CP: Can you offer an example of how that would work on a TV show?
Chang: No. Admittedly that's a rough idea that floats in the ether. Here's another inspiration: "Hot Ones." (Editor's note: "Hot Ones" is a YouTube series where Sean Evans interviews celebrities as they devour an increasingly spicy plate of chicken wings.) It would be easy to dismiss that show as centred on a gimmick. The genius is that it forces the interviewee to abandon their talking points and actually have a conversation because you're on this wild ride. So, that was a source of inspiration when we were thinking about the (board) games. I don't know, if I sat Malcolm Gladwell in the chair and we started playing War, maybe something funny would happen. That’s the kind of thinking where we are trying to be different. We’ve got a little table, two chairs, fun stuff on the shelves and let’s just have a conversation.
CP: Some people are going to wonder why you're no longer on 'The National.' How did you get from there to here in the span of this year?
Chang: It was a very bittersweet thing to leave that program, but the opportunity (to work on CBC News Explore) was really interesting because it was an opportunity to build something from scratch. There were no directives, no expectations, no nothing. It was just a knowledge that we had to be in this space, create something new, attract a different sort of audience and "Andrew, we think you're the perfect person to do it." And I said, "OK, tell me more." This was before I had any idea of what it would mean for my role on "The National." They talked about not just the channel ... but also how much heft CBC wanted to put behind it. It's not like creating a new Twitter account or "Hey Andrew, why don’t you get onto TikTok?"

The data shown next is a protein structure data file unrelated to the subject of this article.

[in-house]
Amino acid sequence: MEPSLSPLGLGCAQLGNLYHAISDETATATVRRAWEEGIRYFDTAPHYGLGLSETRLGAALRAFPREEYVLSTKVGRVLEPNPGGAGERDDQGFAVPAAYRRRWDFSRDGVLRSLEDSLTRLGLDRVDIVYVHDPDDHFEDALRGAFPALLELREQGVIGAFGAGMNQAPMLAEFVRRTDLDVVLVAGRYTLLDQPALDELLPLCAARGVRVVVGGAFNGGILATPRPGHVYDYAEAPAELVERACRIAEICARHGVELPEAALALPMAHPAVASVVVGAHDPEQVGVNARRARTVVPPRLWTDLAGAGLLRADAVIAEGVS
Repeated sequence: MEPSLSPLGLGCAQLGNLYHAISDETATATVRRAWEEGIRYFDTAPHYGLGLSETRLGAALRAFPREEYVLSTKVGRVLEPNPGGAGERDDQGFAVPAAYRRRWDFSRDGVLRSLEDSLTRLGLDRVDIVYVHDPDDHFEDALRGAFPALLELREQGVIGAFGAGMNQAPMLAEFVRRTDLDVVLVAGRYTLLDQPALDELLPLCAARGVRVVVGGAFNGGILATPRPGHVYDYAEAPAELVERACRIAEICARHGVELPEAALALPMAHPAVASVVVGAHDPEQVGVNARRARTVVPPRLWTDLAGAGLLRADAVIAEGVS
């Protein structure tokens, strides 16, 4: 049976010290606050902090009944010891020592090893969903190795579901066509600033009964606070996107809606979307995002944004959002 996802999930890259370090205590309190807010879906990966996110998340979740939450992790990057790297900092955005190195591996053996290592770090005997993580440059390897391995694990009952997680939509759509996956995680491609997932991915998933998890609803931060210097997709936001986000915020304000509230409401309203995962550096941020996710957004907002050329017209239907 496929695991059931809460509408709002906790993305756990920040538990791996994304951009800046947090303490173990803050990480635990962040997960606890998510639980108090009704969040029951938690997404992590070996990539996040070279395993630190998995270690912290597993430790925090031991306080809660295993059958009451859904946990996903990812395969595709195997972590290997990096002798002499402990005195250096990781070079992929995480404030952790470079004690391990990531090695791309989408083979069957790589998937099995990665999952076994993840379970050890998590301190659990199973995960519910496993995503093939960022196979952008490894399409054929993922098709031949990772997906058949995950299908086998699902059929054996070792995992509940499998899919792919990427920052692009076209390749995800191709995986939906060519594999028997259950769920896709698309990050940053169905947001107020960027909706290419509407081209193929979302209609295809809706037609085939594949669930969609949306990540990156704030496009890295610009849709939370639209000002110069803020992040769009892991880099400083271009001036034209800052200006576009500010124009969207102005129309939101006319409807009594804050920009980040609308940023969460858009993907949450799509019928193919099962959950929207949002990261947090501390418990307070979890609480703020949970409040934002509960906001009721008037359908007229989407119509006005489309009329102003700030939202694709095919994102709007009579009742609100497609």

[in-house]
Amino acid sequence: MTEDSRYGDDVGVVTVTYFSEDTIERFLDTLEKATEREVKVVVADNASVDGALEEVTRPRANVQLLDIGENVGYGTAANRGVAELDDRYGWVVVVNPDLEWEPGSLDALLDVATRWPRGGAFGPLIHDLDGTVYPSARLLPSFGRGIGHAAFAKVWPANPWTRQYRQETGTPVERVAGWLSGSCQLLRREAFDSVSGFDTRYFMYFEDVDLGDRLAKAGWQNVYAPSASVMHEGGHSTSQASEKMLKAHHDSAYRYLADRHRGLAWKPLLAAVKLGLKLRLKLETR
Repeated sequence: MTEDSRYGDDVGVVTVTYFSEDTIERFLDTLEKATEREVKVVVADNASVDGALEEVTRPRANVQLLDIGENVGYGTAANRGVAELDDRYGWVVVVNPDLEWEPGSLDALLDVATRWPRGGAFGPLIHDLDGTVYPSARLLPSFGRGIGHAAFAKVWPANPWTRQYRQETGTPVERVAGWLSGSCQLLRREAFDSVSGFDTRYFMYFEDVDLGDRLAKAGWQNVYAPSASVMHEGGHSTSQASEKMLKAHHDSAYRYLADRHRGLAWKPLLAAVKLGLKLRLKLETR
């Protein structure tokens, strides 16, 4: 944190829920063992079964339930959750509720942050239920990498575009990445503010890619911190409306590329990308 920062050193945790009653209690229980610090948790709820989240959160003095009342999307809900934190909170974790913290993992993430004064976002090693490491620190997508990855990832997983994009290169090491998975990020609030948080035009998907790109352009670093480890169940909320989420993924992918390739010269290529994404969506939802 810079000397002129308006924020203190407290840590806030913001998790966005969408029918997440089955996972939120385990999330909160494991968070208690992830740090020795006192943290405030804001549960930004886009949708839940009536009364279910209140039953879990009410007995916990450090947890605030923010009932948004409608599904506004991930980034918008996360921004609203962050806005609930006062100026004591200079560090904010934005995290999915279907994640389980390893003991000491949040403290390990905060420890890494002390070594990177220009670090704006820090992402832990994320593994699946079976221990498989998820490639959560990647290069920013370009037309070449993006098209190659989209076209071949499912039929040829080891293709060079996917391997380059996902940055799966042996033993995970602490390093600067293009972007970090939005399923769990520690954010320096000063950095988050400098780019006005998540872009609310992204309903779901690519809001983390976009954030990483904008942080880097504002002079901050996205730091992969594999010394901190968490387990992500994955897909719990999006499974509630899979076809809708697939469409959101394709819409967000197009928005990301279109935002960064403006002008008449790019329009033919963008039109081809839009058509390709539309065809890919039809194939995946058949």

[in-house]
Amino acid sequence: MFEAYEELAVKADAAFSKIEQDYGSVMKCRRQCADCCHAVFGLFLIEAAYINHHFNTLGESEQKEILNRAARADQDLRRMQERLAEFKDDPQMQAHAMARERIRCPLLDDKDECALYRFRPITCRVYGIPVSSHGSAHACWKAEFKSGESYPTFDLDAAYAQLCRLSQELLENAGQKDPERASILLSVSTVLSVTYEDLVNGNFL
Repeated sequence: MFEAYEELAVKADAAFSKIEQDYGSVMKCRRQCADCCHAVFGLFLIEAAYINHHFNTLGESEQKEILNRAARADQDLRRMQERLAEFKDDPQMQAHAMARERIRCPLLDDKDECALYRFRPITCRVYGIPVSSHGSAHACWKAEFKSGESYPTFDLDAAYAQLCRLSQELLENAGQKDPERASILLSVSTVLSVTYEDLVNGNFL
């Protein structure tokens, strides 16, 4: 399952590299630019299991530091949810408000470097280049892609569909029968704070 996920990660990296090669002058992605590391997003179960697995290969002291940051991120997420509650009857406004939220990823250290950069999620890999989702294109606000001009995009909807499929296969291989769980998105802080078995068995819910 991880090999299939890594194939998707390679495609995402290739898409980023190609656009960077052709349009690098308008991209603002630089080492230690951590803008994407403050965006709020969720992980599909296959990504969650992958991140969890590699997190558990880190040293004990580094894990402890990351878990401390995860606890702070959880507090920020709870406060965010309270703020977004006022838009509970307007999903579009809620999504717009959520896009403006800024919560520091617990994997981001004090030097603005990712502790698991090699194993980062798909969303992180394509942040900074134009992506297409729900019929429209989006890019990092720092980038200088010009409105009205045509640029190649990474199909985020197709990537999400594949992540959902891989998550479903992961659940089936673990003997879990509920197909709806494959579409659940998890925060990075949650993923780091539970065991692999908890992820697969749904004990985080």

CP: You’re basically the face of the CBC News Explore launch.
Chang: Yeah. And the launch of a platform that, in some way, shape or form, represents the future of the corporation as a whole. So once it became clear to me, that’s when everything started moving along quite quickly.
CP: If anyone at CBC was going to do this, you seem like the right person.
Chang: Which is hugely flattering, right? The fact there was a recognition that there was a need for CBC to fulfil in order to reach new audiences ... I find really appealing. They said, "What if Andrew Chang just got to be Andrew Chang on screen?" That’s kind of fun. This is like hopping into a spaceship where no one quite knows how to fly it, but some folks think you're the best one to give it a whirl.
CP: You became known on "The National" for your segments explaining big topics in an accessible way. Does your curiosity mean anything is on the table to explore in "About That"?
Chang: One thing I’ve told my team is that if I'm skeptical this is something that anyone would care about, I hope you only take that as an admission that I don't yet understand enough about it. I genuinely believe if anything is boring it's only because you don't understand it in enough detail. Growing up, I loved science. So, I think that goes some distance in explaining why, on a molecular level, there is something fascinating even in watching paint dry. It's that kind of sensibility I hope to bring to the show.
This report by The Canadian Press was first published Dec. 14, 2022.
David Friend, The Canadian Press